The Blockchain is a store of information, but unlike a traditional ledger, which derives authority from a single financial institution or government, its authority is distributed between all of its participants. It may be public, supporting the libertarian bend of Bitcoin’s founding, or private, reflecting the structure of a self-governing organization within the financial industry. But regardless of how it will be implemented, using the Blockchain as infrastructure for both legal contracts and trading will massively de-risk our economic system and drive to zero the marginal cost of doing business.
In the example above, the thumbprint acts as a password for identity management on the Blockchain. Once authenticated, a contract with the advisor and each relevant custodian can be executed immediately via an Application Programming Interface. These APIs are how different packages of software talk to each other. Successful contracts then kick off smart algorithms that understand asset location, structuring the appropriate taxable and tax-deferred accounts based on the conversation and initiating money transfers and trades.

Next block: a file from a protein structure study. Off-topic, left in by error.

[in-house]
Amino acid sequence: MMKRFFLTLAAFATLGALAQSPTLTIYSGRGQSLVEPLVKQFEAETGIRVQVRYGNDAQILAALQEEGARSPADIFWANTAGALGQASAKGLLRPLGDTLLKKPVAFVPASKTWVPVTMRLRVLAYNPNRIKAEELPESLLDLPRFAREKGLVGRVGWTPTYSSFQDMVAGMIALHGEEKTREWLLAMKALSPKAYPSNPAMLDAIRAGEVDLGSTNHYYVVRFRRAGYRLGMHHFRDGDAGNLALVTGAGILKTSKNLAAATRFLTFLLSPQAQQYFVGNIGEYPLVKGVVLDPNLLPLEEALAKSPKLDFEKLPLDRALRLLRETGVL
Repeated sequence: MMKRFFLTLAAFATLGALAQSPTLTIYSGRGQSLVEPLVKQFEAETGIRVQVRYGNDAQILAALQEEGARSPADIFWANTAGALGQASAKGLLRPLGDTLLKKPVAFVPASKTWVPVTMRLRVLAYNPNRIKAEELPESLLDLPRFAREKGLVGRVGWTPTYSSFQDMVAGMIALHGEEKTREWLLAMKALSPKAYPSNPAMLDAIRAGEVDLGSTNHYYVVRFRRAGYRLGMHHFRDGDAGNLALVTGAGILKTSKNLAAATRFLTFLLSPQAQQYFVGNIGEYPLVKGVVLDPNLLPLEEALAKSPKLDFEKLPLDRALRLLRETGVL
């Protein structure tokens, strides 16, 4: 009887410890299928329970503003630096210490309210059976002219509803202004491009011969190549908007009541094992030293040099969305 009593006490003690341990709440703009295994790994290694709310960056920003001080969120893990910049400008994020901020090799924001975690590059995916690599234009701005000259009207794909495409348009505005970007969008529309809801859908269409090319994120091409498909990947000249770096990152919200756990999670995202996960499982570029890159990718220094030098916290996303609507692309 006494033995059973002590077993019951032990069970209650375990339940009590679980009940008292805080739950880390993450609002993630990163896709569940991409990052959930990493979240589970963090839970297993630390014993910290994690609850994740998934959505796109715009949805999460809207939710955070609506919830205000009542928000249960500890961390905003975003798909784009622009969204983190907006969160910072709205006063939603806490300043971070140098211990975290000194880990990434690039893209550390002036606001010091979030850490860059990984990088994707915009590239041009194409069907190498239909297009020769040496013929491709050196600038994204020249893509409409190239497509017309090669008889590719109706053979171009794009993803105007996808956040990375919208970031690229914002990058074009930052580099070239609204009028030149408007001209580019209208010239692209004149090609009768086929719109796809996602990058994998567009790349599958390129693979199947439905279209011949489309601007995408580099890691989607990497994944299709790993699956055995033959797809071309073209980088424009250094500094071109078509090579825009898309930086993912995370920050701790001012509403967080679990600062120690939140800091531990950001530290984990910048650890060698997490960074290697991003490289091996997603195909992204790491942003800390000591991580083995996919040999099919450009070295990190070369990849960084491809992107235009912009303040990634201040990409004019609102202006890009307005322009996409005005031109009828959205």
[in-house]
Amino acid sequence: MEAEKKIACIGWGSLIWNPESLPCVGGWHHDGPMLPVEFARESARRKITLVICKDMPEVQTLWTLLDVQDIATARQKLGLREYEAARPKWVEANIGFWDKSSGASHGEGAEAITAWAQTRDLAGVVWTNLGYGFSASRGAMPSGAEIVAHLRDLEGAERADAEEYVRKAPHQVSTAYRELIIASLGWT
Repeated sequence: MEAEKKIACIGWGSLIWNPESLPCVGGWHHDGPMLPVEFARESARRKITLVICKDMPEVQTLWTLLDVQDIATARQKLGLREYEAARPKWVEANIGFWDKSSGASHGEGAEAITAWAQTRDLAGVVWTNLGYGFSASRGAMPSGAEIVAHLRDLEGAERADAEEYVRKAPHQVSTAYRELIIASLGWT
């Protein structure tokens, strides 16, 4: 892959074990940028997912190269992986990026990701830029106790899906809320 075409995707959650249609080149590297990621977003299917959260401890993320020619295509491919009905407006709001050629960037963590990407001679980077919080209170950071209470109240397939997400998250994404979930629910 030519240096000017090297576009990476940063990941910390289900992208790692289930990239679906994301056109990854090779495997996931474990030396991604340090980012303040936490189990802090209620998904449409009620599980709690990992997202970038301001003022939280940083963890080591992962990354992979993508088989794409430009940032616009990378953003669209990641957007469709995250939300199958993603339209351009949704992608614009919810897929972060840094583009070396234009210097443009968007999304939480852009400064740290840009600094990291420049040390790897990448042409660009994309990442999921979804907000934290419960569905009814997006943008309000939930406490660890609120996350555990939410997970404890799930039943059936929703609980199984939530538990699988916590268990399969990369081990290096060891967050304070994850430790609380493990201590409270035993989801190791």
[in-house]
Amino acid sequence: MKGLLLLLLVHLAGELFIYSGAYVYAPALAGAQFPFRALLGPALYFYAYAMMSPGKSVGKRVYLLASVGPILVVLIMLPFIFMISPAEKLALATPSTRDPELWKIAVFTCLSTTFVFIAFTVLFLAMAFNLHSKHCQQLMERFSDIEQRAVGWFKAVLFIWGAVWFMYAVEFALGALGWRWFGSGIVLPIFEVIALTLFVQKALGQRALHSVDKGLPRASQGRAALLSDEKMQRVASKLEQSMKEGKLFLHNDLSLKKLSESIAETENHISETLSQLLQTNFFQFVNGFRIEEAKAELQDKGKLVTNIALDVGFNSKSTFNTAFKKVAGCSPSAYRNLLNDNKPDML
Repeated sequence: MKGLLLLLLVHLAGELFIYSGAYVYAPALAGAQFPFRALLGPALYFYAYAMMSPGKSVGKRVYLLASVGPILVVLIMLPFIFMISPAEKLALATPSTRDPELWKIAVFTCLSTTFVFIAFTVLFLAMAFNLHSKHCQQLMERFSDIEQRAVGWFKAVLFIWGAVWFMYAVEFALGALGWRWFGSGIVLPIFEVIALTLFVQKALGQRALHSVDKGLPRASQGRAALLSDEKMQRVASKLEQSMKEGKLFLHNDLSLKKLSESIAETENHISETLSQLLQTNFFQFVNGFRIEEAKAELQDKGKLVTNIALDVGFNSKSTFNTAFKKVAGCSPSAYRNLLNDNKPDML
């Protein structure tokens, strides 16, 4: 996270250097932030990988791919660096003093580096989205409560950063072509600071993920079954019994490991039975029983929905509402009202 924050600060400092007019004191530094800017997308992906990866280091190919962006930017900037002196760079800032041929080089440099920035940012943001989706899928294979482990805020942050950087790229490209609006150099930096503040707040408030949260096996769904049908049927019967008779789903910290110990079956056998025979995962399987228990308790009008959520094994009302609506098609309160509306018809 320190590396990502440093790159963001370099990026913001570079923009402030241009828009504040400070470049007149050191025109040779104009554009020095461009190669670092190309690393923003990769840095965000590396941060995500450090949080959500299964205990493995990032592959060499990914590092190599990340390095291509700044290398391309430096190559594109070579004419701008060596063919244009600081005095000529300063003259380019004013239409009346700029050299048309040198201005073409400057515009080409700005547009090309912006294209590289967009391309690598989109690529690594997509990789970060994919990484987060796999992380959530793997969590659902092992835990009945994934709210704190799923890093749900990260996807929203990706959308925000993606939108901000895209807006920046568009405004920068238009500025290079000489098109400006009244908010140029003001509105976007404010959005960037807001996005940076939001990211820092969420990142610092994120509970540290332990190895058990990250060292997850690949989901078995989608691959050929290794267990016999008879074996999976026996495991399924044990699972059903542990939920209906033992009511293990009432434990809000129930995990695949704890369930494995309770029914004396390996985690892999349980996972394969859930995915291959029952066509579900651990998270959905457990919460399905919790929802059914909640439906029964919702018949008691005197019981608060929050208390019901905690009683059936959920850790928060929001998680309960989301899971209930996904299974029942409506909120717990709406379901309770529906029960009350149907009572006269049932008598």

Of course, all of this is tracked, recorded and digitally evidenced. A CRM tracks the client’s profile and has digital evidence of all operational activity, as well as a recording of the virtual reality conference. In turn, the advisor is a fiduciary, having vetted the software, set up the rules by which money moves and investments happen, and automated just enough of the practice to serve as many clients as possible with personal financial guidance.
Implications for Wealth Management
Why must we think about the future so carefully? Our commitment to understanding the DNA of innovation comes from the desire to build a lasting wealth management enterprise that helps as many people as possible live a better life. Our toolset is finance, which at its best empowers clients to achieve their financial goals. Institutions that nurture such a culture outperform over the long term—a lesson we’ve learned from the massive value creation by Google, Amazon and Apple.
Technology trends discussed in this column are the underlying reason for symptoms like Robo-advice or Data Aggregation. The latter are a consequence of underlying shifts in the economy and human behavior. When a new technology breakthrough happens, like digital currency or virtual reality, entrepreneurs rush to build companies using these technologies. In the process, they reimagine what an industry is capable of achieving.
By following closely and understanding how innovation is born, and the forces driving it, we can lead where the industry goes and how it gets there.
See Lex Sokolin’s most recent blog, How Tech-Enhanced Speech Will Change Wealth Management
Lex was also a member of the IA 25 for 2016; see his extended profile: Lex Sokolin: Fintech Futurist – The 2016 IA 25